The Ledes

Tuesday, October 21, 2014.

Guardian: "The US State Department says Jeffrey Fowle, one of three Americans being held in North Korea, has been released. State Department deputy spokeswoman Marie Harf said Fowle was home Tuesday after negotiators left Pyongyang. She said the US is still trying to free two other Americans, Matthew Miller and Kenneth Bae."

New York Times: "Oscar de la Renta, the doyen of American fashion, whose career began in the 1950s in Franco’s Spain, sprawled across the better living rooms of Paris and New York, and who was the last survivor of that generation of bold, all-seeing tastemakers, died on Monday at his home in Kent, Conn. He was 82."

New York Times: "Oscar Pistorius, the South African track star once seen as an emblem of triumph over adversity, was sentenced on Tuesday to five years in prison for killing his girlfriend, Reeva Steenkamp." ...

     ... The Guardian is liveblogging the sentencing.

The Wires

The Ledes

Monday, October 20, 2014.

New York Times: "At least one chapter of the Ebola saga neared a close Sunday, as most of the dozens of people who had direct or indirect contact here with Thomas Eric Duncan, the Liberian man who died of Ebola, had been told by officials that they were no longer at risk of contracting the disease."

New York Times: "Escalating its assistance to Kurdish fighters battling the Islamic State in the Syrian town of Kobani, American military aircraft on Sunday dropped ammunition, small arms and medical supplies to resupply the combatants, officials said."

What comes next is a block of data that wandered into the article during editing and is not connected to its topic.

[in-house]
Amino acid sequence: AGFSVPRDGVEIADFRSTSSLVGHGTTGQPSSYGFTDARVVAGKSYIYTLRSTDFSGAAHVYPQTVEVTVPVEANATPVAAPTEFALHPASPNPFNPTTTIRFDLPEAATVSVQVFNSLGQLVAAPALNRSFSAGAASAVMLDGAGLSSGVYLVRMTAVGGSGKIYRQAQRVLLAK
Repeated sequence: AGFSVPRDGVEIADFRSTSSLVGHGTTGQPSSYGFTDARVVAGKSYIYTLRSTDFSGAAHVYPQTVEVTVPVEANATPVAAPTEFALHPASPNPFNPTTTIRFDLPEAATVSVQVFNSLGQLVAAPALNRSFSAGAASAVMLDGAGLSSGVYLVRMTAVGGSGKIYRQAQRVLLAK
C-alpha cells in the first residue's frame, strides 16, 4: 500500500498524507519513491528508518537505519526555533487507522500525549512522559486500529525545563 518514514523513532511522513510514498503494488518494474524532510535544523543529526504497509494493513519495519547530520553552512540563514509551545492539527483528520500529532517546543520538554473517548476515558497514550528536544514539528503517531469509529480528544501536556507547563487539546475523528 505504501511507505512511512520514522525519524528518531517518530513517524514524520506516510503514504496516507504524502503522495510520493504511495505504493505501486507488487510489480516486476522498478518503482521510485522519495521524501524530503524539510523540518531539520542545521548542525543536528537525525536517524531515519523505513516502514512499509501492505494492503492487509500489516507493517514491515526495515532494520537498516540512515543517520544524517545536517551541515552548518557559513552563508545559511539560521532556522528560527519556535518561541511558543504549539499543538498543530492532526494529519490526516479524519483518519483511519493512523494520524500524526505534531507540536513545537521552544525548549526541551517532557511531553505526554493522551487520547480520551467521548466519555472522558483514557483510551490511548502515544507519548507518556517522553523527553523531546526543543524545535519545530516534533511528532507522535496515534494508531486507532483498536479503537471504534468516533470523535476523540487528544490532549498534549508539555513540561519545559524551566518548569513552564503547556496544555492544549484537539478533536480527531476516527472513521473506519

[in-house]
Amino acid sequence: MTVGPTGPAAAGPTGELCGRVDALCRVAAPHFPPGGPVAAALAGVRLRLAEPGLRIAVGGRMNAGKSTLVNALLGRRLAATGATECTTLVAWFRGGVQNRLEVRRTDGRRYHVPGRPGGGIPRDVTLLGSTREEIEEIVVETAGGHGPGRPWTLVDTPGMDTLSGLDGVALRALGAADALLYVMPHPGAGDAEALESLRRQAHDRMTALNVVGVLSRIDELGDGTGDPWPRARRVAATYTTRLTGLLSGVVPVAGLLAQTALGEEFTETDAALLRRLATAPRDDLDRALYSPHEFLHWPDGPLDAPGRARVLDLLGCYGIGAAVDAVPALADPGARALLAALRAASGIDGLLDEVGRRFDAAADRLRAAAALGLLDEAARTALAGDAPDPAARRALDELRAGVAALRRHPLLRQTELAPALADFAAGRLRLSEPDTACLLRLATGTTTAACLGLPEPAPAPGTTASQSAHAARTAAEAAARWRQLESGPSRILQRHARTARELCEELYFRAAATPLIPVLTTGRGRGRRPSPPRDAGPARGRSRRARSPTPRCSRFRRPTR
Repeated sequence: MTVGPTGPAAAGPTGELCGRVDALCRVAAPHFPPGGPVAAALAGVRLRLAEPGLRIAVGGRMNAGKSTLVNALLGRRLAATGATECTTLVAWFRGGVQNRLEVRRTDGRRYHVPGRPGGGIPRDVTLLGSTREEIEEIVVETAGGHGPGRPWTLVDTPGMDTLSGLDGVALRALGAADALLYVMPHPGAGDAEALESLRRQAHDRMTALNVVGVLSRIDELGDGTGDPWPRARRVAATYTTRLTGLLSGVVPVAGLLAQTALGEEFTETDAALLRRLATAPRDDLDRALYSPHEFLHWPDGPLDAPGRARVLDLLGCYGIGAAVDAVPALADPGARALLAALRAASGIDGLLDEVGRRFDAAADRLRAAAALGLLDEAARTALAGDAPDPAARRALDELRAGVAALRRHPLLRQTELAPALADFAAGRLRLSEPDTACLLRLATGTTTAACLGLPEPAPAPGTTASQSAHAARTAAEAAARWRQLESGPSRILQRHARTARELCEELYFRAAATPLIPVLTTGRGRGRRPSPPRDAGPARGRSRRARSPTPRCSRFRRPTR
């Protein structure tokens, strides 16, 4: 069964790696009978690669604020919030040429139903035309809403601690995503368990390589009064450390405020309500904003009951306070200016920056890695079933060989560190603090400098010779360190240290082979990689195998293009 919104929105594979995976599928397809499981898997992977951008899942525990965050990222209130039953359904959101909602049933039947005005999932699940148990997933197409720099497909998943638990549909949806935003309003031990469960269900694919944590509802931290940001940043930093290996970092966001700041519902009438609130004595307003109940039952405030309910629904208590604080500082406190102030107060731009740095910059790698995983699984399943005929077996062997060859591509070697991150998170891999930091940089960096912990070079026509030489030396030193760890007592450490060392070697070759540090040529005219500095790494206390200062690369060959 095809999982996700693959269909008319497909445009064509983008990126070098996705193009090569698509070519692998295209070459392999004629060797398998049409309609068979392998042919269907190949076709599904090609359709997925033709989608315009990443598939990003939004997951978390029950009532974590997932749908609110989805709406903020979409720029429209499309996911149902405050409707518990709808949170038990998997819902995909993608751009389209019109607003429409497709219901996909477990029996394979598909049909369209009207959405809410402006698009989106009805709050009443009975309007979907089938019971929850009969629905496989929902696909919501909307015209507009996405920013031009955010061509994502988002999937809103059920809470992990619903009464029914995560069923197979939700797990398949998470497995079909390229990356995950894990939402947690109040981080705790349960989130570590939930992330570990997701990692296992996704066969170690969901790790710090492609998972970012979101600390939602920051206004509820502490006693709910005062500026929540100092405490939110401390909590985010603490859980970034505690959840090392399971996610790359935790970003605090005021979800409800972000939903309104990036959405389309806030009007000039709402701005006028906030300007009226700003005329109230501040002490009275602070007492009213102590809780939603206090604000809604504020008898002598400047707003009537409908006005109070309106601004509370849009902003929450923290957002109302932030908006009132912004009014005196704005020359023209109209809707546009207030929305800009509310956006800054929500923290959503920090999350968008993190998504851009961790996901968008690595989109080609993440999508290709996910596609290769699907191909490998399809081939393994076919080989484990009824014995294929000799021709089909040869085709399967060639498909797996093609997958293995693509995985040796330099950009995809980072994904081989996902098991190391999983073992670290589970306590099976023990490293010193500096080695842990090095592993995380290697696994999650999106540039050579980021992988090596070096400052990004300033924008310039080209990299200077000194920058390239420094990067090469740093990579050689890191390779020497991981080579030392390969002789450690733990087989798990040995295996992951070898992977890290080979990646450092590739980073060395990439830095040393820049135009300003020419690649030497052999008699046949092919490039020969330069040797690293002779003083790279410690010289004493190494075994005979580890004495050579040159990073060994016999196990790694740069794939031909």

New York Daily News: "Tennessee state Sen. Jim Summerville was arrested twice this weekend — just one month after he was arrested for public intoxication, police said. The outgoing Republican senator from Dickson, Tenn., has been charged with stalking and assault in separate incidents involving his neighbor, Lt. Todd Christian said." CW: Another fine representative of the people.

Public Service Announcement

Washington Post, September 17: "Artificial sweeteners might be triggering higher blood-sugar levels in some people and contributing to the problems they were designed to combat, such as diabetes and obesity, according to new findings published Wednesday in the journal Nature.

New York Times, September 1: "People who avoid carbohydrates and eat more fat, even saturated fat, lose more body fat and have fewer cardiovascular risks than people who follow the low-fat diet that health authorities have favored for decades, a major new study [financed by the N.I.H.] shows."

White House Live Video
October 21

12:30 pm ET: Josh Earnest's press briefing

2:00 pm ET: Vice President Biden speaks to the Washington Post (audio only)

If you don't see the livefeed here, go to WhiteHouse.gov/live.

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Stephen Colbert describes his workday: